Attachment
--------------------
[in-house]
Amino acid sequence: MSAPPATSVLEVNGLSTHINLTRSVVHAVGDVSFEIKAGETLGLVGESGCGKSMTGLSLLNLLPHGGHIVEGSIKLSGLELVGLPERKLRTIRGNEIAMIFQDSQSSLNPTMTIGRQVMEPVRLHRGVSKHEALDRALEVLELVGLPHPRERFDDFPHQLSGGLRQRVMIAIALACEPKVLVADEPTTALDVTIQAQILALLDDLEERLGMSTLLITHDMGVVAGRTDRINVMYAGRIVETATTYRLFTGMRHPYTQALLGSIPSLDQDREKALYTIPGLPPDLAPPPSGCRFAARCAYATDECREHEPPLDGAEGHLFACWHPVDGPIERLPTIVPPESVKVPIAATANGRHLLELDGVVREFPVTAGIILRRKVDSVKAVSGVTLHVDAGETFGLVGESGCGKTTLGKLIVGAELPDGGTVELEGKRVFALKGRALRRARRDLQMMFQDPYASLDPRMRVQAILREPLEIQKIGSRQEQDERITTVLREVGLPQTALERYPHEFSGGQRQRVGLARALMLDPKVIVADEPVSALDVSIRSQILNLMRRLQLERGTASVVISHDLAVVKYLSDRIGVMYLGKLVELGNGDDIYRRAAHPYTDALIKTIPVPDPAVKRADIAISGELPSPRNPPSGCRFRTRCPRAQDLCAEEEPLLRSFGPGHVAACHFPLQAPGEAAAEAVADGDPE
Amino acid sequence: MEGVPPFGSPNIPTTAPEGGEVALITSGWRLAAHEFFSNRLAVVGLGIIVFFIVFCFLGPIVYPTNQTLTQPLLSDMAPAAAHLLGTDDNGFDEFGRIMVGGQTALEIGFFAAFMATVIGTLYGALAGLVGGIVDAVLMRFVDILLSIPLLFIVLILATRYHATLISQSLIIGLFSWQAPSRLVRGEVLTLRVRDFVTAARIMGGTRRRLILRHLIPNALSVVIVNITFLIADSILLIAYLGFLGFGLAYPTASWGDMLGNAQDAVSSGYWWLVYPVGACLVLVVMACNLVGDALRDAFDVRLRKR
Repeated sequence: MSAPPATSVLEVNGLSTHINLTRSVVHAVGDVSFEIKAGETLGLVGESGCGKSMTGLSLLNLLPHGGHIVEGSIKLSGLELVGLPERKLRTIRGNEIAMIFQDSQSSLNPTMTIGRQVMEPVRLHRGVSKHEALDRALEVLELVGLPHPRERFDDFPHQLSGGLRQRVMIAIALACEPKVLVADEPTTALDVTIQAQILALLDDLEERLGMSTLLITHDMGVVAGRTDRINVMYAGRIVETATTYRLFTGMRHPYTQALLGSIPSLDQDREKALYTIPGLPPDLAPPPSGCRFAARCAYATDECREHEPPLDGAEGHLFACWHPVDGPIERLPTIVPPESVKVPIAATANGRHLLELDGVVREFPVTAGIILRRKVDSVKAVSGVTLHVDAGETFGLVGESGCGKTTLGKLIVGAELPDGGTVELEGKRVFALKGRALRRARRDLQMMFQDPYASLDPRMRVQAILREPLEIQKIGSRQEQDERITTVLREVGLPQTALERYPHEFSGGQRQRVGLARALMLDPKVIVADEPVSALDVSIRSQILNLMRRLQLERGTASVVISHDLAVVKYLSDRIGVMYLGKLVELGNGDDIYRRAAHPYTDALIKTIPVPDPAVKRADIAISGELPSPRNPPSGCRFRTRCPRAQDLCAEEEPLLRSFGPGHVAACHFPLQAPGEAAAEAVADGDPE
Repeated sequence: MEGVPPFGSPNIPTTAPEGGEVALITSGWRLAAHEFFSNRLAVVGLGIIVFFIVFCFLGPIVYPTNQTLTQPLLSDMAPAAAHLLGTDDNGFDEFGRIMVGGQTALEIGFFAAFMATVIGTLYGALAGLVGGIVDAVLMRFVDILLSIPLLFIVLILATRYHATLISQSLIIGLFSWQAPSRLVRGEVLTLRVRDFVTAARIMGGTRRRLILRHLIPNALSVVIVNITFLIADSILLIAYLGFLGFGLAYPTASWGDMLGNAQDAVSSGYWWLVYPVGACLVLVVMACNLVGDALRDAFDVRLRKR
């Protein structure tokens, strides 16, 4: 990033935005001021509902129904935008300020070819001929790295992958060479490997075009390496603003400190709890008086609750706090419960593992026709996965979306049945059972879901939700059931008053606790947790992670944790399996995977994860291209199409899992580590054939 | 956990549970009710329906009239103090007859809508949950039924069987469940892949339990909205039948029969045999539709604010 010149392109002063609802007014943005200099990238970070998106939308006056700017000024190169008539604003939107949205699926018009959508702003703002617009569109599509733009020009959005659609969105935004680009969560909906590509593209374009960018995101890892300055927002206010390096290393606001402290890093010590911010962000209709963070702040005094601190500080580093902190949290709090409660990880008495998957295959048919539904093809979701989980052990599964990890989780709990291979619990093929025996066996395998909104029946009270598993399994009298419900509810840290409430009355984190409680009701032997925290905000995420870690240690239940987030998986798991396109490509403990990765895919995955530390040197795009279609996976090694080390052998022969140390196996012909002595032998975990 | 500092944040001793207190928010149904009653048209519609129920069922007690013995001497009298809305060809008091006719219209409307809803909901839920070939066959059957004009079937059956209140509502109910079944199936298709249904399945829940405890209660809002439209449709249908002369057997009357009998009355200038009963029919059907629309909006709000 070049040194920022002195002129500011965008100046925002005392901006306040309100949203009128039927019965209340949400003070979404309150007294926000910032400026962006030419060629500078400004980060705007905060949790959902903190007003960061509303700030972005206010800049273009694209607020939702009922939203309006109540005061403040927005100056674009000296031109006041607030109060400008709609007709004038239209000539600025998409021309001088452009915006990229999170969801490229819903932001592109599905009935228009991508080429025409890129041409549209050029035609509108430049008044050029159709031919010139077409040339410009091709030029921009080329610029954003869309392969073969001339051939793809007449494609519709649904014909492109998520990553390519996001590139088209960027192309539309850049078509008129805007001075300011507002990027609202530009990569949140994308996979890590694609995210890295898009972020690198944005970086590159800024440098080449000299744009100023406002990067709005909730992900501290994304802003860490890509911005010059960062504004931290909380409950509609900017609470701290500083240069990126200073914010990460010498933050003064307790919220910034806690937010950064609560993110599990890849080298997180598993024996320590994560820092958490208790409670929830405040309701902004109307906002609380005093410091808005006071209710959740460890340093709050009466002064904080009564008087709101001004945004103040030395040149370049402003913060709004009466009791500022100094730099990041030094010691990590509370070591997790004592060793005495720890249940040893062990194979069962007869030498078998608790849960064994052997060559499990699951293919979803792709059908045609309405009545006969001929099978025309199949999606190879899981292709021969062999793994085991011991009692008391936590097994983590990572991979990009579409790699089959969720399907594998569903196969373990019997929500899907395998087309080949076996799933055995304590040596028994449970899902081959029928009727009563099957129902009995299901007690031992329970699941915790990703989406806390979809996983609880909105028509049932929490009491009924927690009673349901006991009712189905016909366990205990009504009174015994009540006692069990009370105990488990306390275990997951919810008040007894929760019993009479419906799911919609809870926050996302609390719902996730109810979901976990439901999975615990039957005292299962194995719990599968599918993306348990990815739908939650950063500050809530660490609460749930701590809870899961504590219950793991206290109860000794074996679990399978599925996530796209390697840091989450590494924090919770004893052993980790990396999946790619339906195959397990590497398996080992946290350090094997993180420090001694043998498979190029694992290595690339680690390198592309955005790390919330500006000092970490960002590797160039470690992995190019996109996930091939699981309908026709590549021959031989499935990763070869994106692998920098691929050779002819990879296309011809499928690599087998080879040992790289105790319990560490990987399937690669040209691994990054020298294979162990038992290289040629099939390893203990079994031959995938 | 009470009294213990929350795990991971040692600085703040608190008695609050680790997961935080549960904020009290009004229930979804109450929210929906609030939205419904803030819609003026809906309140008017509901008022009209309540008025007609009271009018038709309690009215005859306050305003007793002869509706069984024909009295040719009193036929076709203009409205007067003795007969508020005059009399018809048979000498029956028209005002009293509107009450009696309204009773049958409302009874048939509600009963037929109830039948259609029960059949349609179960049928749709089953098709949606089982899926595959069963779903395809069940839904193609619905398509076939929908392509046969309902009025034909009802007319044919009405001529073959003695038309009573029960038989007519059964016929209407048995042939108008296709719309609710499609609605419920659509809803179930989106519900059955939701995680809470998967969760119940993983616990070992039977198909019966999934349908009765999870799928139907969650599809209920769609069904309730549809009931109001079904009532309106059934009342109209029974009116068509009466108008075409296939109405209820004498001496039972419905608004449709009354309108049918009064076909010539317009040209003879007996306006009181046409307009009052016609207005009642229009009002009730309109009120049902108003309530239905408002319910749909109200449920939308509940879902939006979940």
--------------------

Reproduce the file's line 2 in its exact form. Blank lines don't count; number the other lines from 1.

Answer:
Amino acid sequence: MSAPPATSVLEVNGLSTHINLTRSVVHAVGDVSFEIKAGETLGLVGESGCGKSMTGLSLLNLLPHGGHIVEGSIKLSGLELVGLPERKLRTIRGNEIAMIFQDSQSSLNPTMTIGRQVMEPVRLHRGVSKHEALDRALEVLELVGLPHPRERFDDFPHQLSGGLRQRVMIAIALACEPKVLVADEPTTALDVTIQAQILALLDDLEERLGMSTLLITHDMGVVAGRTDRINVMYAGRIVETATTYRLFTGMRHPYTQALLGSIPSLDQDREKALYTIPGLPPDLAPPPSGCRFAARCAYATDECREHEPPLDGAEGHLFACWHPVDGPIERLPTIVPPESVKVPIAATANGRHLLELDGVVREFPVTAGIILRRKVDSVKAVSGVTLHVDAGETFGLVGESGCGKTTLGKLIVGAELPDGGTVELEGKRVFALKGRALRRARRDLQMMFQDPYASLDPRMRVQAILREPLEIQKIGSRQEQDERITTVLREVGLPQTALERYPHEFSGGQRQRVGLARALMLDPKVIVADEPVSALDVSIRSQILNLMRRLQLERGTASVVISHDLAVVKYLSDRIGVMYLGKLVELGNGDDIYRRAAHPYTDALIKTIPVPDPAVKRADIAISGELPSPRNPPSGCRFRTRCPRAQDLCAEEEPLLRSFGPGHVAACHFPLQAPGEAAAEAVADGDPE